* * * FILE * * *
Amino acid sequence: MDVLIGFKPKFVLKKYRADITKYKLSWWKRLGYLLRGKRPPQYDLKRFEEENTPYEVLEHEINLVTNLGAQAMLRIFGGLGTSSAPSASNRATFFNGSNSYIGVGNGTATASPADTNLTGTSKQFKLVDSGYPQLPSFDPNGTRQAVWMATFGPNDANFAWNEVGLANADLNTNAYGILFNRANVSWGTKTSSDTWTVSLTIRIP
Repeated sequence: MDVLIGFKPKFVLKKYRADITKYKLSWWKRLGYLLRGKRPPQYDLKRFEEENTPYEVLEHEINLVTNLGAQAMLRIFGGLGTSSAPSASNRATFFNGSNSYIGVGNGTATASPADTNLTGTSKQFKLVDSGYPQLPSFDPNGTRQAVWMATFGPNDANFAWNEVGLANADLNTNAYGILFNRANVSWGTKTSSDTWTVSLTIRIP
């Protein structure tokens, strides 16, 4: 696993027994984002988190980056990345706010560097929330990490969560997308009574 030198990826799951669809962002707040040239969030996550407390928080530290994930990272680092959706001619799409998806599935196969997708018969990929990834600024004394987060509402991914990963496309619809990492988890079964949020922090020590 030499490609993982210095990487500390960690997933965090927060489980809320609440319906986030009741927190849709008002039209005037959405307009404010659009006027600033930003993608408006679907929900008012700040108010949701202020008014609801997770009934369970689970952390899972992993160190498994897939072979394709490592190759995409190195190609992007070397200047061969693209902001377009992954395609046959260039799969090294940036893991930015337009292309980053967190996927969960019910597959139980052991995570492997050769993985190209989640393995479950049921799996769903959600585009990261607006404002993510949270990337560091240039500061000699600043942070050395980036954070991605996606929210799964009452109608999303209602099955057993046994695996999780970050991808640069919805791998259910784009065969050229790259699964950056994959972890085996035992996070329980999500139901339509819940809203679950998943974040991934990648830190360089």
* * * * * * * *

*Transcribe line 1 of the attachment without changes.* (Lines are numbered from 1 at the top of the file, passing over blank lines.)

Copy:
Amino acid sequence: MDVLIGFKPKFVLKKYRADITKYKLSWWKRLGYLLRGKRPPQYDLKRFEEENTPYEVLEHEINLVTNLGAQAMLRIFGGLGTSSAPSASNRATFFNGSNSYIGVGNGTATASPADTNLTGTSKQFKLVDSGYPQLPSFDPNGTRQAVWMATFGPNDANFAWNEVGLANADLNTNAYGILFNRANVSWGTKTSSDTWTVSLTIRIP